The aggregation of interests in any plural society like ours should always consider the common good. Leaders of such nations would at the end of their tenures have left indelible legacies that will make posterity to see them as unifiers of disparate interests.
The RUGA controversy is one classic case of the dire need of statesmanship for our leaders. The preceding and tragic events to the introduction of RUGA are such that even the simple minded will predict that it will be dead on arrival. It is therefore not surprising that the protest from some sections of the country have forced the Federal govt to suspend the policy. A quick look into our history as a nation shows that cattle rearing, the major occupation of the Fulani ethnic group(one of the over 500 ethnic groups in Nigeria) was in the past 45-50 years of nationhood not a problem, threat or danger to fellow Nigerians.
They had for years grazed their cattle in all parts of the country without endangering the livelihood of farmers that they relate with from time to time. Truly, desertification and climate change have drastically reduced the available grazing grounds for the herders, the lack of vision in the nation’s successive leadership did not prepare the cattle Fulani for these changes.
Though nomadic education was introduced in the 1990s to make the herders literate, the programme did not focus on their livelihood and the dire need to bring it in tune with global best practices.
Ironically, the defunct Western Regional govt(the forerunner of the present Lagos, Ogun, Oyo, Osun, Ondo, Ekiti, Edo and Delta states) successfully established and ran ranches in the 1960s in some parts of the region notably Ado-Ekiti and Akunu Akoko.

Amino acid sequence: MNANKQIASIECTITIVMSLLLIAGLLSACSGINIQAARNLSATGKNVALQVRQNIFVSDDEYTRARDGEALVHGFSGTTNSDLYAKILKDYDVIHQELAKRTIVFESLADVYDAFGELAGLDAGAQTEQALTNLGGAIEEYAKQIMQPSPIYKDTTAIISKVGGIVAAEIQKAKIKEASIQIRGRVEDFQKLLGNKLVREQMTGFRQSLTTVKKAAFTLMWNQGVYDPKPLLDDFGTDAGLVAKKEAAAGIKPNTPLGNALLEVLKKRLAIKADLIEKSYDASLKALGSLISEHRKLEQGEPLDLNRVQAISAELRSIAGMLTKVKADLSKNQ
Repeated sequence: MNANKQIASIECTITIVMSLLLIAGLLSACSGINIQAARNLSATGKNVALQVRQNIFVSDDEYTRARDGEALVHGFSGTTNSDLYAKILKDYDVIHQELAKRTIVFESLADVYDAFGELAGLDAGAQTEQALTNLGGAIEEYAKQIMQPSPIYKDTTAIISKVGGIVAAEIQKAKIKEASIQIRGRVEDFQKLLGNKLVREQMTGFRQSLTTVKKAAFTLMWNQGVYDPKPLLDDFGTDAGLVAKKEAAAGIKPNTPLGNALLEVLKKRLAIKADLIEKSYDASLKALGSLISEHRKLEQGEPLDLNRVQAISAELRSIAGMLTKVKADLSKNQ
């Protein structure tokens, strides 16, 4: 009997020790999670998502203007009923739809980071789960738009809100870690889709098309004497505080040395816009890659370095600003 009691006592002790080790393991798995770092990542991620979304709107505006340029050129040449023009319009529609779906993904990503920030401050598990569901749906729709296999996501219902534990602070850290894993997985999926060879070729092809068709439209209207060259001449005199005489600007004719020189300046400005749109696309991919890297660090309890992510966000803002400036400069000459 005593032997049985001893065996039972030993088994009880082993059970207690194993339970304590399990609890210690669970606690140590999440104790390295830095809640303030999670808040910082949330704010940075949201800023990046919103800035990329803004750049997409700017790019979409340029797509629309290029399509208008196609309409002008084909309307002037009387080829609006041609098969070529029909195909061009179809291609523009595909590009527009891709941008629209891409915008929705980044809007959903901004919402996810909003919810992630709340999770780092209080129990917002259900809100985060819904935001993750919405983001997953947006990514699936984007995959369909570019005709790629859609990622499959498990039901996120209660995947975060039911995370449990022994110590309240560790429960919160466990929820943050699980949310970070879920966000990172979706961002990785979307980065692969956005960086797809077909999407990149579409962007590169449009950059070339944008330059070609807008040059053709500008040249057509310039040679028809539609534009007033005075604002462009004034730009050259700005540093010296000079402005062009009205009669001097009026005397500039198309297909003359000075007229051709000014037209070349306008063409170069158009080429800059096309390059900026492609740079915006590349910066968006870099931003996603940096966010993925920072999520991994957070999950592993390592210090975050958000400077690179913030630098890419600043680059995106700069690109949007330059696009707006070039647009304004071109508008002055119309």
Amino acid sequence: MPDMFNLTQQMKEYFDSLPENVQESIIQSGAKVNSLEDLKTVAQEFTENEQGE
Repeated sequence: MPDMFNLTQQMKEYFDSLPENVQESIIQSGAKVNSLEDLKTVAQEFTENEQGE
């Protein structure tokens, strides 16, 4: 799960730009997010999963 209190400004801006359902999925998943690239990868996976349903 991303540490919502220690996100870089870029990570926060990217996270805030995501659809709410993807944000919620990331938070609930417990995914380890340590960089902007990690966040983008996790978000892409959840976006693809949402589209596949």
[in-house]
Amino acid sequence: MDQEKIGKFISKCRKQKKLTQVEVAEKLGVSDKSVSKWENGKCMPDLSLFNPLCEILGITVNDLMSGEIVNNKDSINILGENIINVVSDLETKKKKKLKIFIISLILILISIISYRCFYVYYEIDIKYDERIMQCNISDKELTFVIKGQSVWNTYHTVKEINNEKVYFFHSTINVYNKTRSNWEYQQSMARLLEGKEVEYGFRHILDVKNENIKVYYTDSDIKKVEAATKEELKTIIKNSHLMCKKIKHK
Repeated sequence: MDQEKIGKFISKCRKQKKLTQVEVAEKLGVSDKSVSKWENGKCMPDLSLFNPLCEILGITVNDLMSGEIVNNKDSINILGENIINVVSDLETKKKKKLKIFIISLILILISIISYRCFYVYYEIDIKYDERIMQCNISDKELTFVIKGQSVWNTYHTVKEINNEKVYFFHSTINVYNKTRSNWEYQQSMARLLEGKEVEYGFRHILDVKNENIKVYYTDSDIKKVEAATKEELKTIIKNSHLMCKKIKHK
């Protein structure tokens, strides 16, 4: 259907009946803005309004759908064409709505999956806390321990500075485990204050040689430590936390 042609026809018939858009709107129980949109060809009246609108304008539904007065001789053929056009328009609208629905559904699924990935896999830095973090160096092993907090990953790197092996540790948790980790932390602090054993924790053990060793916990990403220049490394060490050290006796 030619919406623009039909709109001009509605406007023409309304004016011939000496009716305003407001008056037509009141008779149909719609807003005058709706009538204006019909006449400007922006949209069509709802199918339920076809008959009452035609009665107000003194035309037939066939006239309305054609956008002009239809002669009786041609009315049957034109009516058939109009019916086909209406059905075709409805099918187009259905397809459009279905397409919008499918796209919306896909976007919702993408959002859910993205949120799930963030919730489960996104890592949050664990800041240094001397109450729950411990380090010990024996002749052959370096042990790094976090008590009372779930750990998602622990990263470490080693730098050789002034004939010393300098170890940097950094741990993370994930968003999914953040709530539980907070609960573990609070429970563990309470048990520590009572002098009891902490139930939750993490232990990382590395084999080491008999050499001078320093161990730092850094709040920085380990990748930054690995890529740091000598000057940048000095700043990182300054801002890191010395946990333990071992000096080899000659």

Another critical dimension of this herdsmen crisis which the Federal govt treated with kid gloves is the influx of herders from some West African countries.
This group is said to be largely responsible for the massive destruction of farmlands and the killing of farmers in many communities in Nigeria. The impunity with which the herders have destroyed lives and properties in Nigeria in the last 10-15 years have undoubtedly created the enmity between them and other ethnic nationalities. Such is the pervasive distrust of the cattle Fulani in the Southern and North Central parts of Nigeria that made the ethnic groups in these areas to see the RUGA programme as tantamount to sowing the seed of future conflict between the herders and farmers.
In aggregating the interests of all Nigerians in this matter, the Federal govt should develop a national livestock policy that encourages all states to establish ranches and engage their teeming youth population to go into cattle farming with all attractive incentives.
This step will first and foremost dispel the feeling in some quarters that the nation’s commonwealth is to be used to give preferential treatment to a particular business and ethnic nationality.
Also, aside helping the nation to tackle youth unemployment and the associated vices, such a policy will foster increase in national livestock production that can also give birth to related agro-allied industries like beef processing and packaging, leather works etc. Amenities like schools, hospitals, police posts, good roads, communication facilities etc that will make living in the ranches pleasant can be provided to make them respectable economic centres. This is the statesmanly approach our leaders should adopt to tackle the issue that is virtually dividing rather than uniting us. God bless Nigeria.
Mr. Lai Ademokoya is a veteran Journalist, a Public affair comentator, he retired as Zonal Director in the services of Nigerian Television Authority.
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